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[96] Porter's artillery—some twenty-one guns. The old gentleman took his position, raised his green silk umbrella, and as it was an exceedingly hot day, pushed his tall silk hat from his forehead in a rather undignified manner. Just then Crenshaw's Battery was ordered forward to defend the left of our line against a flanking movement, and gallantly they went in at a full gallop, turning into the open space above mentioned and commencing to fire as soon as they could get their guns unlimbered. Of course the Yankees began to fire as soon as the guns appeared beyond the edge of the woods. Our attention was called to this firing, and before Crenshaw could begin to fire, our dignified friend had let down his umbrella, crammed his silk hat on the back of his head, and using the umbrella as a whip, was riding the pony down the hill towards the road at his utmost speed. Considering the man and the circumstances I do not remember ever to have seen a more ludicrous sight. He passed our battery at full gallop, with his heels and arms still flying; riding along the guns the men ridiculing him and calling him to come back, that the battle had just begun. Captain Johnson called to him and said: ‘You seem to have been easily satisfied, sir.’ In the distance we could hear his reply: ‘I think I have seen as much of a battle as I ever care to see again in my life.’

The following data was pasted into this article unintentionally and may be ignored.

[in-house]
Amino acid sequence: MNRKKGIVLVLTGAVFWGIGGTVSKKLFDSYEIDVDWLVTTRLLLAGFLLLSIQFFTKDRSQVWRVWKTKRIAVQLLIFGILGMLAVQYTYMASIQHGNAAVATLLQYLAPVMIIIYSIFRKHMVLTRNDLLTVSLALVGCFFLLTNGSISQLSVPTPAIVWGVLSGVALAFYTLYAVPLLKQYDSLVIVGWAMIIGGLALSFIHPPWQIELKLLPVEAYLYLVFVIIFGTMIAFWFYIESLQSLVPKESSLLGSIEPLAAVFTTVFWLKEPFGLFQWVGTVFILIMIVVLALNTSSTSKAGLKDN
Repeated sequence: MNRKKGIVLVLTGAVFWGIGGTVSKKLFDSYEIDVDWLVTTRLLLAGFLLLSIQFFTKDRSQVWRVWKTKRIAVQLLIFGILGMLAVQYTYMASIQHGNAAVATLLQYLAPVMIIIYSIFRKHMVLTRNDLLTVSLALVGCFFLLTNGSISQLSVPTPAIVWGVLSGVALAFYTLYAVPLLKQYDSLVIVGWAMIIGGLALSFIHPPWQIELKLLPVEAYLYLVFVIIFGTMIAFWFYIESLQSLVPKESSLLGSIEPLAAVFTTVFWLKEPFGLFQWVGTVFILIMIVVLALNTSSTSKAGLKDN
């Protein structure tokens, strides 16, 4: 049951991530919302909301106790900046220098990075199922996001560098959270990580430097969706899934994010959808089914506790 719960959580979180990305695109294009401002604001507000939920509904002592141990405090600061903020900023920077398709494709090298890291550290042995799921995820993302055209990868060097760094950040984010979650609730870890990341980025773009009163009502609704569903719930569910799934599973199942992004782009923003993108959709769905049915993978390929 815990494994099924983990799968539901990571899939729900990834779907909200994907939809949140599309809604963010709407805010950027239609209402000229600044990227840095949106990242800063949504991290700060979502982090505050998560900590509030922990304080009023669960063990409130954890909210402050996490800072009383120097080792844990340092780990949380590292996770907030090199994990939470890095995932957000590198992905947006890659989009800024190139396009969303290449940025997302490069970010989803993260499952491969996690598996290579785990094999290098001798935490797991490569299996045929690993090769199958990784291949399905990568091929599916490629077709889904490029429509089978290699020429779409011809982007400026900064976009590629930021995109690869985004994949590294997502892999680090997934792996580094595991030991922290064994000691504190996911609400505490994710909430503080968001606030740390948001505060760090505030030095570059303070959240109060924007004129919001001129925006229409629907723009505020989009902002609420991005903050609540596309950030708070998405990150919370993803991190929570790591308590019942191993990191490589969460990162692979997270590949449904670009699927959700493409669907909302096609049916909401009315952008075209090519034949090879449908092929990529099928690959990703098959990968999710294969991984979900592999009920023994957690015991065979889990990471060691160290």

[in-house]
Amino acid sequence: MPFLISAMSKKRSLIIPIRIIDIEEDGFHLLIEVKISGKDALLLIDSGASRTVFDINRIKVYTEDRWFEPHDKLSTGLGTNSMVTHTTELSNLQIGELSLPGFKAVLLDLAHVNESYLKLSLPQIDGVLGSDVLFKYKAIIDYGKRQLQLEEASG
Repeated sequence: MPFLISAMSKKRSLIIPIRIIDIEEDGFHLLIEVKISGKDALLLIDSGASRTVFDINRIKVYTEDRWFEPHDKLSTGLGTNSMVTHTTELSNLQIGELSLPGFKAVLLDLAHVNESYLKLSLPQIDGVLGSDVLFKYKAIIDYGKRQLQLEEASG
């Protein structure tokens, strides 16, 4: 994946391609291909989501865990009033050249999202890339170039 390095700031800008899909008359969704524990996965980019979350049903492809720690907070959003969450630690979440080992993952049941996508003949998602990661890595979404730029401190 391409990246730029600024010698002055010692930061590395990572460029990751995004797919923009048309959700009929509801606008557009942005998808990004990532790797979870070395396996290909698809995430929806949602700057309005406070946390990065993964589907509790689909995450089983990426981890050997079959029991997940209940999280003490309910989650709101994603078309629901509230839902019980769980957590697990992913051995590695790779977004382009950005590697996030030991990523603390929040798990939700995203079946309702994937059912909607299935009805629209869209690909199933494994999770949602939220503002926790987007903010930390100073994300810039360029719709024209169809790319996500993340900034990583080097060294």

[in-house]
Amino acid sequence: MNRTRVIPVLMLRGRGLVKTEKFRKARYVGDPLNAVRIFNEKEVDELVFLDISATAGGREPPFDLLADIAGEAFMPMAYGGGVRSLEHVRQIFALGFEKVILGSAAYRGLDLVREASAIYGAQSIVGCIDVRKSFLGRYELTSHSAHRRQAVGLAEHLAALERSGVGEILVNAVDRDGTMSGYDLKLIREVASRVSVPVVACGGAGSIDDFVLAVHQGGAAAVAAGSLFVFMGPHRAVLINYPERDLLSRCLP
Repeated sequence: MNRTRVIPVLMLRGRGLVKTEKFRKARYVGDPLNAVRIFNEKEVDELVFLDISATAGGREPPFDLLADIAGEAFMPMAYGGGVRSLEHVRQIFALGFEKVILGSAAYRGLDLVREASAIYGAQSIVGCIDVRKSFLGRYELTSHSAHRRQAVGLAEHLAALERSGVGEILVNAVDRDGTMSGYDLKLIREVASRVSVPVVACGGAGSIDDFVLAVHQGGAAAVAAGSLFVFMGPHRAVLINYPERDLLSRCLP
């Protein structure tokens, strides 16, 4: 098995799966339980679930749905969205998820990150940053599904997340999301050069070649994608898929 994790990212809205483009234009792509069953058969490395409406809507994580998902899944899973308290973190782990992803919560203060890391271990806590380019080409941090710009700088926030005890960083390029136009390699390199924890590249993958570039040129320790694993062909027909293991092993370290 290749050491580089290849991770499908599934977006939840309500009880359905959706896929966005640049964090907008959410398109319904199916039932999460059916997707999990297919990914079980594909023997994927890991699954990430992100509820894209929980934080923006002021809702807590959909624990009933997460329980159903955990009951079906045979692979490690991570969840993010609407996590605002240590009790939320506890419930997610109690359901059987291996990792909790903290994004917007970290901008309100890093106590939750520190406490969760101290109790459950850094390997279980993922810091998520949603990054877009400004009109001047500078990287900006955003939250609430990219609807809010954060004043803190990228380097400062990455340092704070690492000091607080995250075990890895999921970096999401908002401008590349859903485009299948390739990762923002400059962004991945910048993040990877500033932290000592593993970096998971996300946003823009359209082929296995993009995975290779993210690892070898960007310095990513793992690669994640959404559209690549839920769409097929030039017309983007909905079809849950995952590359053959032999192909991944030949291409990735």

Our battery was then moved forward to relieve Crenshaw's, and as we reached the edge of the woods we saw coming over the hill to our left and rear the leading brigade of Jackson's Division.

I have no recollection previous to this of having heard with it afterwards became so famous and what has carried with it victory upon many a hard-fought field, then and now known as the ‘rebel yell,’ until these men of Jackson's, coming in on a double-quick, passed to the left of our battery down into the woods, brigade after brigade melting into the shadows of the dense thickets that lined this creek.

Our guns began firing immediately, and though the addition of this battery and the whole of Jackson's Division had been pushed against Fitz John Porter's front, so far as we could see, they did not give back one inch, but fought like true soldiers, and except for the increased noise of the musketry and cannon it would not have been known that additional troops were engaged. I have no ideal how long we remained there, but long enough to empty our limber chests and caissons, and finally to be ordered out with a loss of fifteen men and nineteen horses. Here I again recall another of the Providential interferences. My horse had been shot almost as soon as we reached the field, and when the battery was ordered out I wanted to get away


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Stonewall Jackson (3)
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